The "strategic financial plan" is the long-term road map for implementing the district’s instructional priorities. A "plan of action" describes how the strategic financial plan will be translated into coherent actionable steps.
Best Practices in School Budgeting
A. Develop a strategic financial plan. A strategic financial plan provides a three to five year perspective on how the district will pursue its instructional priorities and how success will be determined.
B. Develop a plan of action. Roles and responsibilities for implementing the strategic financial plan should be made clear for greater accountability.
C. Allocate resources to individual school sites. Resources have the most direct impact at school sites and should be allocated transparently and consistent with the district’s overall strategy.
D. Develop a budget presentation. A budget document needs to be well organized and also clearly lay out the challenges the district is facing and how the district’s strategies and financial plan will address these challenges.
GFOA Best Practices
- Long-Term Financial Planning. GFOA recommends that all governments regularly engage in long-term financial planning.
- Financial Forecasting in the Budget Preparation Process. GFOA recommends that governments at all levels forecast major revenues and expenditures. The forecast should extend several years into the future. The forecast, along with its underlying assumptions and methodology, should be clearly stated and made available to stakeholders in the budget process. It also should be concisely presented in the final budget document. The forecast should be regularly monitored and periodically updated.
- Basis of Accounting versus the Budgetary Basis. GFOA recommends that the budget document clearly define the basis of accounting used for budgetary purposes. If the budgetary basis of accounting and the GAAP basis of accounting are the same, this fact should be clearly stated. If the budgetary basis of accounting and the GAAP basis of accounting are different, major differences and similarities between the two bases of accounting should be noted. Disparities may include basis differences, timing differences, fund structure differences, and entity differences. The description of the differences between the GAAP basis of accounting and the budgetary basis of accounting should be written in a manner that is clearly understandable to those without expertise in either accounting or budgeting. The use of technical accounting terms should be avoided whenever possible. In cases where the use of technical accounting terms cannot be avoided, those terms should be clearly defined and fully explained.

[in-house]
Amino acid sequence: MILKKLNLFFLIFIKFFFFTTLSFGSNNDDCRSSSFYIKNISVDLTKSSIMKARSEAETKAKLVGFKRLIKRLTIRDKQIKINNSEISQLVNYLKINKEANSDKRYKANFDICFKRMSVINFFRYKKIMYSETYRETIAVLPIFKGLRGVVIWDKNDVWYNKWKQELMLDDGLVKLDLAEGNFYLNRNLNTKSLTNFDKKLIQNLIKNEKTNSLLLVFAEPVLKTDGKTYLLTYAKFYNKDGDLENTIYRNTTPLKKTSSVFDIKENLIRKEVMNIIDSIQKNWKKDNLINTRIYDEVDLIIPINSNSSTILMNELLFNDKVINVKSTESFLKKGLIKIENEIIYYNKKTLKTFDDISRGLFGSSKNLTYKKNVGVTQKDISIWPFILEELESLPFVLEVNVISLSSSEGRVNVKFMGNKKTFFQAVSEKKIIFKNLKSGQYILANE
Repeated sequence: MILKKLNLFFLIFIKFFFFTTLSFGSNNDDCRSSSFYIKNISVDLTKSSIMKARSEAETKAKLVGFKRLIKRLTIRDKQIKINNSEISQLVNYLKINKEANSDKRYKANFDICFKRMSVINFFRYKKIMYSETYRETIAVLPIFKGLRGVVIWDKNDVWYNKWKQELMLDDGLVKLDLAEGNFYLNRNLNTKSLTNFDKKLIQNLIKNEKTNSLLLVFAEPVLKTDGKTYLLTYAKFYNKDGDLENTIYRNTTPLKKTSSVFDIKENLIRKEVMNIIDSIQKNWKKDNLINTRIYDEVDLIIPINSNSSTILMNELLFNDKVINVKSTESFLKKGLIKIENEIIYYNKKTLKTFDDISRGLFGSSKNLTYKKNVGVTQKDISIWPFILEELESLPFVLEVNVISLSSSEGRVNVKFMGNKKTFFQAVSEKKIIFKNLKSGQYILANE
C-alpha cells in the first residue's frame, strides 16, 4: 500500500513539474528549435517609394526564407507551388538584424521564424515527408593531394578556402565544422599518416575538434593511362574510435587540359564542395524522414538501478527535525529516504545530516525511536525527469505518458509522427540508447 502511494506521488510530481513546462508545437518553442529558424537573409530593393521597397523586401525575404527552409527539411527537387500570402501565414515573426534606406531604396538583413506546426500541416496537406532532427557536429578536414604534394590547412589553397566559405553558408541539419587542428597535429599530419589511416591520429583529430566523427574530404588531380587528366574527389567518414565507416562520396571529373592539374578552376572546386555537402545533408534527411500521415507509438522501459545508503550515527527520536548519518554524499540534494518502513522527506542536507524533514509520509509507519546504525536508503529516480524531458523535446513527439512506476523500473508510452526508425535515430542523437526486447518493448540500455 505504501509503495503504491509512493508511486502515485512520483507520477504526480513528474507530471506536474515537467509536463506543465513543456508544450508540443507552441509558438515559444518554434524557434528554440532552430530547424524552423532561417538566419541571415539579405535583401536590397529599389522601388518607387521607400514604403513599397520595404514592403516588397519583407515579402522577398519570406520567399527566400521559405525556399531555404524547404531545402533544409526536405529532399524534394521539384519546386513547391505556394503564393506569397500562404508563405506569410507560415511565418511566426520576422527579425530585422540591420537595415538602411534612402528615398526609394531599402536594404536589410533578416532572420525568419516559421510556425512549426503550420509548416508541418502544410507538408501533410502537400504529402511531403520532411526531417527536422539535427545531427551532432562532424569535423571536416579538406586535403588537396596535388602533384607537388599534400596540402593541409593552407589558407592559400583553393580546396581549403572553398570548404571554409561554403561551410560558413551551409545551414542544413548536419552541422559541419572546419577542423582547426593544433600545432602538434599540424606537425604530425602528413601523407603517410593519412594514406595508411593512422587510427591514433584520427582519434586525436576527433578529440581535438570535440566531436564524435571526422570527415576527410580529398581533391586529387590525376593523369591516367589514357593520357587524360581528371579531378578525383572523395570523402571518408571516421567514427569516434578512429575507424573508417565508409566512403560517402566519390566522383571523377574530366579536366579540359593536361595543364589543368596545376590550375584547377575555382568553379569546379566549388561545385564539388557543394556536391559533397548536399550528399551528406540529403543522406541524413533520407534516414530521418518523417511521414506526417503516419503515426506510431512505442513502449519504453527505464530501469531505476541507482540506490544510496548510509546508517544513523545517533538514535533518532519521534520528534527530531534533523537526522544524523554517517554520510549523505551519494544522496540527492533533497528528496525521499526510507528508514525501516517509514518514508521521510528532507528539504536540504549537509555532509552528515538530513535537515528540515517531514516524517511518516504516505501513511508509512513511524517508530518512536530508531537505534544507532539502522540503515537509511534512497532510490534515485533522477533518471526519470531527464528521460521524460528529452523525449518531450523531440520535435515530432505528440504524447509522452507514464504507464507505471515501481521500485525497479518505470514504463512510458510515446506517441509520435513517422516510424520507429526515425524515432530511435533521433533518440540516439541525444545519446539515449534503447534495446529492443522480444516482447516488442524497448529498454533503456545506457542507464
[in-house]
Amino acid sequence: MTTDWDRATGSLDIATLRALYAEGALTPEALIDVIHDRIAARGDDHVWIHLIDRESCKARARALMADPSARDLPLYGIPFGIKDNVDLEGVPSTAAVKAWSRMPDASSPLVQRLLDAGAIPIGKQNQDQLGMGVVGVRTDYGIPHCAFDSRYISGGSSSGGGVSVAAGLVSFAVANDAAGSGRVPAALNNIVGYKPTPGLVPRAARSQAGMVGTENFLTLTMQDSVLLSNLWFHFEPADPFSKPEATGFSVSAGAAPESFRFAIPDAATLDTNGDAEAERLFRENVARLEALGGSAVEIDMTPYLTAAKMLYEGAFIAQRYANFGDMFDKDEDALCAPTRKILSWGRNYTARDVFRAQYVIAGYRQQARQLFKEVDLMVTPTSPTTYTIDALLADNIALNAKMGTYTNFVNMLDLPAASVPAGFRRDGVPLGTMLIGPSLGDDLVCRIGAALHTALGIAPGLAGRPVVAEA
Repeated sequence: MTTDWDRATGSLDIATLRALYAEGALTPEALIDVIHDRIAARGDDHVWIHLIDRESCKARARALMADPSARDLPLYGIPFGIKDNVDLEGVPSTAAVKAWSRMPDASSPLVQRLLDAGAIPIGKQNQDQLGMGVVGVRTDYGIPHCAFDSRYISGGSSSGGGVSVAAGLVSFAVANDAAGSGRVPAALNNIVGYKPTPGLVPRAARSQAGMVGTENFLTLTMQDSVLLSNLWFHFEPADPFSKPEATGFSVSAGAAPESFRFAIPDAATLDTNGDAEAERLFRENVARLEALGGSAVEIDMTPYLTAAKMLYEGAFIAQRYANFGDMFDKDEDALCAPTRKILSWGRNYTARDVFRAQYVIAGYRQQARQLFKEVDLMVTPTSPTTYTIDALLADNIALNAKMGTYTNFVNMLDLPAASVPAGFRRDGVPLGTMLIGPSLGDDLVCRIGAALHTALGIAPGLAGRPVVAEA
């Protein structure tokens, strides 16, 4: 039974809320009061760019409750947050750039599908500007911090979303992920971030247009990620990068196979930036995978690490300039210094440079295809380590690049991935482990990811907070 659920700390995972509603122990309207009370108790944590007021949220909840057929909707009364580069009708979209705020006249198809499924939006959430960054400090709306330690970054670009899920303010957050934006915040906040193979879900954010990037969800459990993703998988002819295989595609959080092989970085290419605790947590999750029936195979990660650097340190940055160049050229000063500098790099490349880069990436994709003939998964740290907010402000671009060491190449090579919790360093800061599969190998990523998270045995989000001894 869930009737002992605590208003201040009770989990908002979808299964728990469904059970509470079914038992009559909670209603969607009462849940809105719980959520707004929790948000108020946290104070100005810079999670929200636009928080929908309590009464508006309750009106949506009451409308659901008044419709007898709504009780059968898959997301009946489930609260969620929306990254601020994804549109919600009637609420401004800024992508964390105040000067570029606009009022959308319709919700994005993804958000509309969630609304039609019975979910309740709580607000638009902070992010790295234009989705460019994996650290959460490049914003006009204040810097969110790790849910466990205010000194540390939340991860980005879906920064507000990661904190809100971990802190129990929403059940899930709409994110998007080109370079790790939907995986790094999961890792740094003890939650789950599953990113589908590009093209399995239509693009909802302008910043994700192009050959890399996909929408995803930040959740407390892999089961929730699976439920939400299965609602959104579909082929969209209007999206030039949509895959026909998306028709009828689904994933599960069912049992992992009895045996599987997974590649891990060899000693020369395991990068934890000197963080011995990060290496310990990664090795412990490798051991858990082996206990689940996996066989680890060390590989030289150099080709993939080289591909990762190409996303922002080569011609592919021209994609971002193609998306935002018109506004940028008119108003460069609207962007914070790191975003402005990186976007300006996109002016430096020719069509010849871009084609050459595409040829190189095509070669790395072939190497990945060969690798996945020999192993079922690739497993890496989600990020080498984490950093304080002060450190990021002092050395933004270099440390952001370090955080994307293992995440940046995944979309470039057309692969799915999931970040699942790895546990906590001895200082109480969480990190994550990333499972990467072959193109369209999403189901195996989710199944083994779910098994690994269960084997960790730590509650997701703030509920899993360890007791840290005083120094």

- The Impact of Capital Projects on the Operating Budget. GFOA recommends that governments discuss and quantify the operating impact of capital projects in the budget document. The impacts should be identified on an individual project basis, but may be summarized.
- Sustainable Funding Practices for Defined Benefit Pensions and Other Postemployment Benefits (OPEB). GFOA recommends that state, provincial, and local government officials ensure that the costs of DB pensions and OPEB are properly measured and reported. Sustainability requires governments that sponsor or participate in DB pension plans, or that offer OPEB, to contribute the full amount of their actuarially determined contribution (ADC) each year. Failing to fund the ADC during recessionary periods impairs investment returns by providing inadequate funds to invest when stock prices are low. As a result, long-term investment performance will suffer and ultimately require higher contributions.
- Making the Budget Document Easier to Understand. GFOA recommends that governments incorporate the features to facilitate broader consumption and greater comprehension of the budget document.
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